It is hard to remember a story like Jovan Belcher’s without being stunned by how many details of its hideous end have been released so quickly.
And how, when it all shakes out, we’ll not be sure of what we think we know. For that, we need to remember Junior Seau.
Through exhaustive reporting, most of it done by the Kansas City Star, we have a fairly comprehensive picture of a troubled athlete with relationship issues, financial issues, substance abuse issues, and despite help from the team, coping problems as the swirl of conflict overwhelmed him and caused him to kill the mother of his child and then himself.
An autopsy may take weeks to sort out, but he may even have had trauma issues related to football. As yet, there is no evidence of that, as that would only come out in an autopsy, but we know not to blithely dismiss it as a potential cause any more.
But until we know all there is to know, we are left in an odd sort of neither/nor, where Belcher is not safe to be lionized OR demonized. Witnesses saw him kill Kasandra Perkins, which makes him a murderer. Witnesses saw him kill himself, which means he has left his child without parents. Witnesses have spoken of his ongoing struggles and how they overwhelmed him to the point where he could kill his girlfriend, then kiss her on the forehead and apologize, first to her and then to his mother.
The details are sufficient that you can almost see the deeds in your mind’s eye. Unlike most killings, this was done without an attempt to conceal. It was one last attack upon the demons, then surrender to them.
And it still doesn’t make him a sympathetic figure. Indeed, the reaction to Belcher even in the NFL community, where mythmaking is king, has been muted. Though some in the industry tried to handle this merely as the death of a player, Tom Jackson of ESPN made a point to honor Perkins’ memory. The Chiefs held a moment of silence before Sunday’s game not for Belcher but for the victims of domestic violence. For once, everyone seemed to get it. Sort of.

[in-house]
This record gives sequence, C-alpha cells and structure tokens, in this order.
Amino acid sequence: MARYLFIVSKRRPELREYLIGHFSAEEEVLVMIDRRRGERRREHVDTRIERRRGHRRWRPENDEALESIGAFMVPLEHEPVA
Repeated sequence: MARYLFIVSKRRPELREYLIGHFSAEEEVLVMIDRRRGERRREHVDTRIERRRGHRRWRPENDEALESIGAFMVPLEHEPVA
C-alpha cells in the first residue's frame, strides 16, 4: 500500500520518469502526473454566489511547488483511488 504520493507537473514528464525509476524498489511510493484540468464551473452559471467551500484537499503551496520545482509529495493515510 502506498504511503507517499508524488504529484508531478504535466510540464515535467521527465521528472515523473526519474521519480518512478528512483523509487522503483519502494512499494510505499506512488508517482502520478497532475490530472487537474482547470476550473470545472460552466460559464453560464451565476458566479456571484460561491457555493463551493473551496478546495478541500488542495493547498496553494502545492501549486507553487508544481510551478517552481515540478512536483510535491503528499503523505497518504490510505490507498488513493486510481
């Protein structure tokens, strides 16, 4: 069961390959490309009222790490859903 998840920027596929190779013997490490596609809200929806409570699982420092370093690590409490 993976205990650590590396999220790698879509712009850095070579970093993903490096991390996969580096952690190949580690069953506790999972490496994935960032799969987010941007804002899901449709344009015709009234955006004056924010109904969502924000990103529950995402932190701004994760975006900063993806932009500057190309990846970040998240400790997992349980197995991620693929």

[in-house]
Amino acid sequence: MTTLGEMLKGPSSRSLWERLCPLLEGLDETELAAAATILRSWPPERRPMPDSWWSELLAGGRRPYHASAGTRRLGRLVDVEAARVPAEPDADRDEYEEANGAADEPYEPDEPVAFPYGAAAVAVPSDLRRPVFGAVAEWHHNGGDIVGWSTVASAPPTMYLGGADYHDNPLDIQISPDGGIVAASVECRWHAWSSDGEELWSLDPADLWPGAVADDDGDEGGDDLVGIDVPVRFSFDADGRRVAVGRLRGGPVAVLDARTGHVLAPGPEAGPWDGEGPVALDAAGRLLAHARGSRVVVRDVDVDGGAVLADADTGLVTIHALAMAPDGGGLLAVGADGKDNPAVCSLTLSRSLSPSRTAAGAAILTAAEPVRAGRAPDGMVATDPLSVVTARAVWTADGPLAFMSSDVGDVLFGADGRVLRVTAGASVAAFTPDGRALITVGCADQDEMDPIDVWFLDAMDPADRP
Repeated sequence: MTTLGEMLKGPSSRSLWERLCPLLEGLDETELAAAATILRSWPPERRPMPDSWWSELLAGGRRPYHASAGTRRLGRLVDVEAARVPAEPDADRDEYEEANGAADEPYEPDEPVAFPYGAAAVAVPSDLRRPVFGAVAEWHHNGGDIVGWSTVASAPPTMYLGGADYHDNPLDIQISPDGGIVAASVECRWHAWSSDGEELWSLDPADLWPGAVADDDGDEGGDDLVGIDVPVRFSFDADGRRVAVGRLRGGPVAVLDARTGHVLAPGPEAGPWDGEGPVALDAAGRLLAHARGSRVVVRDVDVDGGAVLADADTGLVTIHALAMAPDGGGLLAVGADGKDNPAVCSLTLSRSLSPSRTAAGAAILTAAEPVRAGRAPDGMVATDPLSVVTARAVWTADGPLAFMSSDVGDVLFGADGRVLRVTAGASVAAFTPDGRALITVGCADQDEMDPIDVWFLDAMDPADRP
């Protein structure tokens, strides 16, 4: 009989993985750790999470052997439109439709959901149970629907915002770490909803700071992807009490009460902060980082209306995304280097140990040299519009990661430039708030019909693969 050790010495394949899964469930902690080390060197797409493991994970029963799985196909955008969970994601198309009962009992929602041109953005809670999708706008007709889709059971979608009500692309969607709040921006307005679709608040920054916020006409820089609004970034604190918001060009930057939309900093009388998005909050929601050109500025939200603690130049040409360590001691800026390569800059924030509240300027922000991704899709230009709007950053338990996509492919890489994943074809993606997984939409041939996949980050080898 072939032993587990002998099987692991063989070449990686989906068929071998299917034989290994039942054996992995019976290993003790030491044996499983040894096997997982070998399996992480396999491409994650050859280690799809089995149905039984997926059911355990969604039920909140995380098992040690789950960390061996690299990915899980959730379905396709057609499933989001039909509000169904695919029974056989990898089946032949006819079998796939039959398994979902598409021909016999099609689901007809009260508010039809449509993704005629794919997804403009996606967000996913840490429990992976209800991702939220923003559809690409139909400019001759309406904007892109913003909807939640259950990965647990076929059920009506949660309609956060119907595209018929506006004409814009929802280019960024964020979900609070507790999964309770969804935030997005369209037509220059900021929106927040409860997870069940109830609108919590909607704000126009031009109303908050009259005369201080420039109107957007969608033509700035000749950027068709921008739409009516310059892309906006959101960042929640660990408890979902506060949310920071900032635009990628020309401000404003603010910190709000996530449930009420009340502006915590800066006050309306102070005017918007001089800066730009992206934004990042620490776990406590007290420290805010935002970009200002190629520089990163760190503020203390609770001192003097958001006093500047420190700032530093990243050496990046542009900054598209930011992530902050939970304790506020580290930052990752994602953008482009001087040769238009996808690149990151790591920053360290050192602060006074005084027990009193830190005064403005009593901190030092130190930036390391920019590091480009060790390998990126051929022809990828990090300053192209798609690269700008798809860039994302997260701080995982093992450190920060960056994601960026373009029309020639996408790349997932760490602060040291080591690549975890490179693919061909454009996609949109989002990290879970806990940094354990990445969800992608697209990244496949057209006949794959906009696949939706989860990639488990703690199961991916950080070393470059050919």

Because the back end of this has not yet been learned. The why. And yes, the why matters.
What we have learned about trauma in football is that it doesn’t hit only men in their 50s and 60s. It strikes when it strikes, and it is as capricious as it is cruel. The famous are not spared any more often than the anonymous.
This is among the things that Seau taught us. He also taught us not to believe our first impressions about how easily the limelight distorts one’s vision, comprehension and even sense of self.
But ultimately, he taught us not to dismiss the possibility that football can kill just as easily as anything else. Again, we know nothing about Belcher except the outward manifestations of his anger and grief. He killed two people, and didn’t try to get away with it, a level of despair so profound that it scares everyone around it.
In other words, this may not be brain trauma-related. It may be just someone who, in vernacular, snapped so violently that he did the unthinkable, twice.
But until we know what the autopsy tells us, we cannot know just how much to condemn the sinner, if at all. Condeming the sin is, of course, easy. It should be hated. It is.
Junior Seau, though, showed us that the further back from the trigger we get, the more muddled the story becomes. Thanks to some dogged and sober reporting both in Kansas City and elsewhere, we have a very good handle on the what, where, when and how, and in remarkably quick time. As we said, it was a murder-suicide done in the open by a perpetrator/victim too overcome by events and circumstances to try to hide his deeds.
The why, though, remains a very open question indeed. For that, we wait. It will seem like forever.
Ray Ratto is a columnist for CSNBayArea.com